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In Re Ronald C. Kollman

March 9, 2011


On appeal from the Superior Court of New Jersey, Law Division, Atlantic County, Indictment No. 00-08-1706.

Per curiam.


Argued January 20, 2011 - Decided Before Judges Fisher and Sapp-Peterson.

Petitioner appeals the June 18, 2010 order denying his application for expungement of his prior criminal conviction. We affirm.

Petitioner was indicted on twelve counts of narcotics-related offenses arising out of an undercover operation conducted by the Atlantic County Prosecutor's Office. As part of a negotiated plea, he pled guilty to one count of distribution of a controlled dangerous substance (Ecstasy),N.J.S.A. 2C:35-5, and in exchange the State agreed to dismiss the remaining eleven counts contained in the indictment. In addition, the State agreed not to pursue charges arising out of events that occurred at another nightclub on two separate occasions and to recommend probation. The court sentenced him, in accordance with the agreement, to a three-year probationary term, conditioned upon completion of a forty-five-day custodial sentence to be served at the county jail. The court also imposed the appropriate fines and penalties. He successfully completed all of the terms and conditions of his probation on September 13, 2002.

On March 18, 2010, petitioner sought to expunge his conviction. He petitioned the Law Division pursuant to an amendment to the expungement statute permitting certain persons to petition for expungement less than ten years following a conviction, payment of fine, and satisfactory completion of probation or release from incarceration. See N.J.S.A. 2C:52-2a.

The court conducted oral argument, during which petitioner's attorney argued that petitioner was only twenty-three years old when he committed the offense, admitted his guilt at the time of his arrest and, since that time, had completed his education, volunteered in the community, maintained gainful employment and had become a model citizen.

Counsel argued further that the impact of the conviction has prevented petitioner from pursuing further activities, including serving as a wrestling coach, participating with youth in the Big Brothers and Big Sisters Program, and teaching boating safety.

The court was satisfied that petitioner met the first two requirements for relief: (1) at least five years had passed since he had completed probation; and (2) he had not been convicted of any other offense since the date of his conviction. N.J.S.A. 2C:52-2a(2). Noting that the State opposed the motion, the court directed the State to respond to the third requirement for relief, namely, whether expungement was in the public interest. Ibid.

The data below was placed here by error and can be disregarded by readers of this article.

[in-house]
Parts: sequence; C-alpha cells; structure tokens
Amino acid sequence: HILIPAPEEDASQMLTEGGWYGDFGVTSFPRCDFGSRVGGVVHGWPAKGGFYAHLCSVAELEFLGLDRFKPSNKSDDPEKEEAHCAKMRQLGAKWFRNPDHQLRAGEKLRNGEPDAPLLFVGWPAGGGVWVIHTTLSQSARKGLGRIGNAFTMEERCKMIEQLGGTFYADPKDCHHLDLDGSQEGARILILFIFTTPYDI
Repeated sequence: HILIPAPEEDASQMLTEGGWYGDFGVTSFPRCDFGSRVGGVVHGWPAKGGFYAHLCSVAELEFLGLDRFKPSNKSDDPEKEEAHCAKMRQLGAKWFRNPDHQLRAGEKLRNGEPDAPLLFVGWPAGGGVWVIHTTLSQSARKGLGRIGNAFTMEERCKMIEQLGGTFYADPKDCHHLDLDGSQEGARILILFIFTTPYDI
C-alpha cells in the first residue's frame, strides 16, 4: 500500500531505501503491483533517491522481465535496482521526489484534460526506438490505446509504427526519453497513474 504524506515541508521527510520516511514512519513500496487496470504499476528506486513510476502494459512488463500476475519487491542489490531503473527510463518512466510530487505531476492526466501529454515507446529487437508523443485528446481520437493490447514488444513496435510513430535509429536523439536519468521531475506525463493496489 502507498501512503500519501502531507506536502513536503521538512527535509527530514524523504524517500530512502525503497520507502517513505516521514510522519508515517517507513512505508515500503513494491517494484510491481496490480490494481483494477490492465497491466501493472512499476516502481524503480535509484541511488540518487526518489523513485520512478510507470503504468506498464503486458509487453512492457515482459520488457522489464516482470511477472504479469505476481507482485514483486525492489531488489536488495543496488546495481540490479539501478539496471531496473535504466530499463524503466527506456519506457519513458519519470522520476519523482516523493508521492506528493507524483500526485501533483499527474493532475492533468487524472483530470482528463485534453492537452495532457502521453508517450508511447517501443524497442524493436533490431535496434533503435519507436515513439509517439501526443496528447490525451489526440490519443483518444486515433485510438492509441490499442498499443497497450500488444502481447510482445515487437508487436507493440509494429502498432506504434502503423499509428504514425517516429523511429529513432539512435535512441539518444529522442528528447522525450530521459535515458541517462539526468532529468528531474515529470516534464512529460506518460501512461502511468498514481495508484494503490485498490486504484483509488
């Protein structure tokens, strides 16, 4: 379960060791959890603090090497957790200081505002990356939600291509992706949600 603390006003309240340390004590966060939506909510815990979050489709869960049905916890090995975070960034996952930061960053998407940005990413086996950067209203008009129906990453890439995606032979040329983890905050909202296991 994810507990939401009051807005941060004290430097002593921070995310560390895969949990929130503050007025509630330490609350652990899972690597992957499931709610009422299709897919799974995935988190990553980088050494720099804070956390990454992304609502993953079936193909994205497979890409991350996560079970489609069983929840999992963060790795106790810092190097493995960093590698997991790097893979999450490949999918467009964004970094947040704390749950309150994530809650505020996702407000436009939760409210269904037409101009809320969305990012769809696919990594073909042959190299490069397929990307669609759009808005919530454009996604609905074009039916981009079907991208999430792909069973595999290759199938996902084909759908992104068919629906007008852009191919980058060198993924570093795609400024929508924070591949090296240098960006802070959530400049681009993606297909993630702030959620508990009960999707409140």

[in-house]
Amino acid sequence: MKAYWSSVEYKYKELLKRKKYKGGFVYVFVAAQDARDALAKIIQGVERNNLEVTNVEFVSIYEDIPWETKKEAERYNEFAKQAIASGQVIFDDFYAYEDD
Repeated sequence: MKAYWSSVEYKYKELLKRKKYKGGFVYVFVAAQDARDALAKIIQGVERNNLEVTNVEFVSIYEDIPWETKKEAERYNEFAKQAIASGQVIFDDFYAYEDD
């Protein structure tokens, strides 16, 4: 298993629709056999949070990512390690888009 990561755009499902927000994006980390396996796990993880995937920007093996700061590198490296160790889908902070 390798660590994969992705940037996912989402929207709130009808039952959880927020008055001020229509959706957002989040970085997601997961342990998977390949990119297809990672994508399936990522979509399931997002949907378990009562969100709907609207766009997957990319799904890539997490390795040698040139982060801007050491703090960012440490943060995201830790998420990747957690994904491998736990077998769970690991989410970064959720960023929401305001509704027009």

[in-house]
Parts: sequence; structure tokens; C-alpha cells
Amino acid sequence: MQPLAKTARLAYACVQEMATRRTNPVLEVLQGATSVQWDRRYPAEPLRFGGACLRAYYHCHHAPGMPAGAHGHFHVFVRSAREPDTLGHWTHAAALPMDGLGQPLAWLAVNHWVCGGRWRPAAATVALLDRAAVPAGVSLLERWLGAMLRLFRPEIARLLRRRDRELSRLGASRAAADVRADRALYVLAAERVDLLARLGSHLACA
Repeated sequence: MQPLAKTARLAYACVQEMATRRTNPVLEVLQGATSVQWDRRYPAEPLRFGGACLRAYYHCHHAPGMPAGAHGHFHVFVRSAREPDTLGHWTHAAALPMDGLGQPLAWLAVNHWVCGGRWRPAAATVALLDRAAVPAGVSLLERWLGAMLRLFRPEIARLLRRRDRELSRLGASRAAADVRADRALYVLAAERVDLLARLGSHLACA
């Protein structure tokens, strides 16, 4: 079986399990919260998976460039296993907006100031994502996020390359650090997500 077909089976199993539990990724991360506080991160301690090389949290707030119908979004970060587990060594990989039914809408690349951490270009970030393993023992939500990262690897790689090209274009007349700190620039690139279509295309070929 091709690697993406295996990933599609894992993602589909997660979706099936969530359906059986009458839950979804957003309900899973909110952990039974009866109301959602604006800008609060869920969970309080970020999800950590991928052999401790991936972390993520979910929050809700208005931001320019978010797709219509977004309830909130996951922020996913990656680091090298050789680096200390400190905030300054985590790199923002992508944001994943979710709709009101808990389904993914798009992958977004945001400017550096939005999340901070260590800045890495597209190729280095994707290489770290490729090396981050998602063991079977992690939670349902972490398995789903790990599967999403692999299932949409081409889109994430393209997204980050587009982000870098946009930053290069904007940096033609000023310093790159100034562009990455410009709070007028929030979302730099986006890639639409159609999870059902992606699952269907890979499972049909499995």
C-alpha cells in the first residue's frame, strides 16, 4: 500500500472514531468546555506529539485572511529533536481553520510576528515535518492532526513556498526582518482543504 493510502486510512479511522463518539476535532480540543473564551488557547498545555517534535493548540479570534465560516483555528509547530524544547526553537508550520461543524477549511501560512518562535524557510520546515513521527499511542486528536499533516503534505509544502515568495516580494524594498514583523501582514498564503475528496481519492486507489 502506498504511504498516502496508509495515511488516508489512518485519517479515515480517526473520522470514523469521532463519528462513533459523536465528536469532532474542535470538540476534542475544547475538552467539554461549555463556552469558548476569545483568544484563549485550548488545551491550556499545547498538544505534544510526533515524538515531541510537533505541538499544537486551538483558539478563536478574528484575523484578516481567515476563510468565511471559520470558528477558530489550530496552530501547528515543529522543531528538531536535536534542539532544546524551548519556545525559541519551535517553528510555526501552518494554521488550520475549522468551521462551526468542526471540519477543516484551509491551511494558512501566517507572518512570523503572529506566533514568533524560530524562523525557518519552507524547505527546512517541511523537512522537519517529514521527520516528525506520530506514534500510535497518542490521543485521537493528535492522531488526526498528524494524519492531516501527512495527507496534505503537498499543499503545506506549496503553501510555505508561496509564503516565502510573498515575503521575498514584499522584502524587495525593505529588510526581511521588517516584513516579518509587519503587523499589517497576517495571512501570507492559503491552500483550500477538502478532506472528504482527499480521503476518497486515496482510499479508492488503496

The State argued that petitioner had already received favorable treatment, noting that he received the benefit of having eleven counts dismissed, which included a second-degree offense for which he would have faced incarceration. Instead, he pled guilty to a third-degree offense and received probation. The State noted further that petitioner was caught selling Ecstasy in a club on three separate occasions but was only required to plead guilty to one sale.

The court reserved decision and issued a written opinion denying the petition. In finding that expungement was not in the public interest, the court stated:

Petitioner's activities and behavior since his discharge from probationary supervision are consistent with those of a good citizen who has benefited from the rehabilitative aspects of community supervision. The[c]court has also considered the standard of liberality that should be afforded to[p]etitioners seeking expungement. In re Expungement Application of P.A.F., 176 N.J. 218 (2003). However, this [c]court must consider more than these factors. The[c]court must also consider the nature of the offense and the public interest. Due to the relatively serious nature of the offense, this [c]court cannot grant the current petition for expungement.

Ecstasy is a designer drug that the [p]petitioner sold, on more than one occasion, purely for monetary gain. These were not sales out of financial desperation or unrelenting habit. At the time of the sales, he was gainfully employed as a manager at a water sports store. Further, it is in the public interest not to expunge the [p]petitioner's conviction at this time. The community has a right to be aware of the [p]petitioner's conviction for drug distribution. The public is not benefited by remitting the adverse consequences stemming from a publicly accessible criminal conviction. Those who would consider the [p]petitioner's application to work with children or adolescents have the need to know that their would-be mentor has a conviction for drug distribution. Such information is necessary for a complete picture of the [p]petitioner and his entire background. This information is critical for ...

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